ROME – Although Pope Francis’s highly anticipated document on the Amazon bypasses the hot-button issues of women deacons and married priests, a number of the pope’s close advisors have said the door is not definitively closed on either front.
In his post-synodal apostolic exhortation, Querida Amazonia (Beloved Amazon), Pope Francis appears to leave the question of married priests open-ended, giving neither a clear yes or no.
Instead, he suggests a better distribution of priests in the Amazon and encourages missionary priests in the region to go to more rural areas, while also stressing the need for a priestly formation which better understands and appreciates local cultural traditions.
Francis also skipped over the issue of women deacons, warning only against the temptation to “clericalize” women rather than empowering them through leading community roles which better “reflects their womanhood.”
In comments to the press Wednesday, Canadian Michael Czerny said the best way of looking at the pope’s approach to married priests in the document, given that the October 2019 synod on the Amazon proposed the ordination of viri probati, or tested married men, is that it is “part of a journey.”
“We are at a very important point in the synodal process. There are long roads ahead, as well as roads already traveled,” he said, and on the question of married priests, Francis “has not resolved them in any way beyond want he has said in the exhortation.”
Czerny stressed that the exhortation “is a magisterial document,” and as such, “participates in his ordinary Magisterium,” meaning it is binding, whereas the final synod document, which includes supportive proposals for married priests and women deacons which the pope must approve, does not bear the same weight.
Without a firm no from the pope on these issues, Czerny said that “if there are questions you feel are open or that the Church feels are open thanks to the exhortation, they will continue to be debated, discussed, discerned, prayed over and, when mature, presented to the appropriate authority for a decision.”
These decisions, he said, can be made at a diocesan, national and universal level.
On the proposal for the ordination of women deacons, Czerny simply said the issue is still “being studied,” likely awaiting a conclusion on the topic from a commission Francis formed in 2016 to study it.
Similarly, in an editorial published alongside the pope’s new exhortation, Andrea Tornielli, editorial director for Vatican News, said the document offers an important message on the Amazon “that supersedes the dialectical diatribes which ended up representing the Synod as a referendum on the possibility of ordaining married men.”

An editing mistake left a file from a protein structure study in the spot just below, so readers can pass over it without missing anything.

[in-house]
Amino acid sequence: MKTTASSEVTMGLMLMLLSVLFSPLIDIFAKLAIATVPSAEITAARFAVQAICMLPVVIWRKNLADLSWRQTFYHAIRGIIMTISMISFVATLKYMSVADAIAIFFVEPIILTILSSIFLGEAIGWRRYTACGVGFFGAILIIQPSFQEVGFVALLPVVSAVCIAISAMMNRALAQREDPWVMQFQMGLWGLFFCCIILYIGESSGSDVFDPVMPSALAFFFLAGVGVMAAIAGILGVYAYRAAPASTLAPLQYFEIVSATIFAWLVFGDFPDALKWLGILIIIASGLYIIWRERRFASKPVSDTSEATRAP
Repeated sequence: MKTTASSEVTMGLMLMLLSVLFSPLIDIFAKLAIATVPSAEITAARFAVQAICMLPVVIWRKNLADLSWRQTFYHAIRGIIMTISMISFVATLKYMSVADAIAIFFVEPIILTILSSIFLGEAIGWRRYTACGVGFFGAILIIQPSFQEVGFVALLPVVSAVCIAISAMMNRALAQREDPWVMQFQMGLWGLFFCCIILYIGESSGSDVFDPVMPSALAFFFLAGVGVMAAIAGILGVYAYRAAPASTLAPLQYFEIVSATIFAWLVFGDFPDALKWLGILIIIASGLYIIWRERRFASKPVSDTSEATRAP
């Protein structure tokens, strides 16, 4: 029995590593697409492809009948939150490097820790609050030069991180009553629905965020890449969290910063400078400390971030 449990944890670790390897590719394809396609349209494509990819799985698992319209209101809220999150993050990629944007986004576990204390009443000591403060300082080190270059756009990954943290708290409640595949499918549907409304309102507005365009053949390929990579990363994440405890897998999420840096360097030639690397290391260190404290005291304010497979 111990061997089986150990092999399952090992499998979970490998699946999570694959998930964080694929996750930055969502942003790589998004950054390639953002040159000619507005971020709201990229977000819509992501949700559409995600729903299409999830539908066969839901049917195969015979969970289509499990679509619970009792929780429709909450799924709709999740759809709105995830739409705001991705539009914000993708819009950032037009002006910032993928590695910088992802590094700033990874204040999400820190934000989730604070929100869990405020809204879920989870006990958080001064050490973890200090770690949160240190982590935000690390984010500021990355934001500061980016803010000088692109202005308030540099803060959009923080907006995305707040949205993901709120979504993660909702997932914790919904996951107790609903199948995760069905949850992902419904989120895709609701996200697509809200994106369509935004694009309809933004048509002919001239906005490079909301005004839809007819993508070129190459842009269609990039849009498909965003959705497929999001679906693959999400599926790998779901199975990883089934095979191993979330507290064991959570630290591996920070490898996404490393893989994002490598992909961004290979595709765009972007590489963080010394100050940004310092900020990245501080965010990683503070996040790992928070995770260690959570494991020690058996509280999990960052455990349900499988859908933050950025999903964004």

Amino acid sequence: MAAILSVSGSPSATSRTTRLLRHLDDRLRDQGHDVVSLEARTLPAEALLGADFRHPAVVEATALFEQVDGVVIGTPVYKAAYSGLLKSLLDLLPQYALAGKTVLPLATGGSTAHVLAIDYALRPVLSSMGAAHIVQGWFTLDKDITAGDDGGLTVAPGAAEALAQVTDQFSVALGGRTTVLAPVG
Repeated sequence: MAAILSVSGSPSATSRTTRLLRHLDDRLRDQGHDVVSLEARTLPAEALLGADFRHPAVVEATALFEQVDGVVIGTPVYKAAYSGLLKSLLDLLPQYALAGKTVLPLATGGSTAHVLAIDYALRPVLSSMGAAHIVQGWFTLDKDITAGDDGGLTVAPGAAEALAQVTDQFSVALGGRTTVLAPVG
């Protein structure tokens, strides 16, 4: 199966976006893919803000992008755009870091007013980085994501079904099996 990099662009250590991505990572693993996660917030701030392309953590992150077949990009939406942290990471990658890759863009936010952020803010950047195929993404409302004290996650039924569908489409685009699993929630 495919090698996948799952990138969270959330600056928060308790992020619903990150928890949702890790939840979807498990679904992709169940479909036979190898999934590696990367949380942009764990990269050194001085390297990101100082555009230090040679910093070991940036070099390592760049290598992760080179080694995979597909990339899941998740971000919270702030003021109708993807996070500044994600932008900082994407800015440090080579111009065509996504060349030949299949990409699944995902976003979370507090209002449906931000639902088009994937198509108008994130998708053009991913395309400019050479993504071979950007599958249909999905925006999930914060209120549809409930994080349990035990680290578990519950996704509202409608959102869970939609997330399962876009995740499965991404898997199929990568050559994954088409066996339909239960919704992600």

“This topic has been discussed for a long time and may continue to be discussed in the future,” he said, adding that Francis, “has decided to respond not by foreseeing changes or further possibilities of exceptions from those already provided for by current ecclesiastical discipline,” such as those made in Eastern Catholic rites and those welcomed into the Anglican ordinariate established by Benedict XVI, “but by asking that the essentials be the starting point.”
Noting that a number of the pope’s suggestions to the Amazon priest shortage, including sending more missionaries to rural areas, align with those made by Francis’s critics, Czerny echoed a recent statement by German Cardinal Gerhard Muller, a conservative often seen to be at odds with Francis, calling the exhortation a document of “reconciliation.”
“If it wasn’t a document of reconciliation, it wouldn’t be by Pope Francis,” Czerny said, adding that reconciliation, mercy and dialogue are all qualities “at the heart of this papacy and are inevitably the real solutions.”
It was also noted during the briefing that Francis in his exhortation, on the basis of the Second Vatican Council, appeared to open the door to the creation of an “Amazonian rite” of the liturgy which incorporates and embraces indigenous traditions and forms of cultural expression.
“We can take up into the liturgy many elements proper to the experience of indigenous peoples in their contact with nature, and respect native forms of expression in song, dance, rituals, gestures and symbols,” he said in the text, noting that the Council “called for this effort to inculturate the liturgy among indigenous peoples; over fifty years have passed and we still have far to go along these lines.”
Asked whether the pope’s words signaled an encouragement to create an Amazonian rite of the Mass, Vatican spokesman Matteo Bruni said that should locals want it, they should follow the typical procedure of going to the Vatican’s Congregation for Divine Worship and the Discipline of the Sacraments with the request.
Follow Elise Ann Allen on Twitter: @eliseannallen
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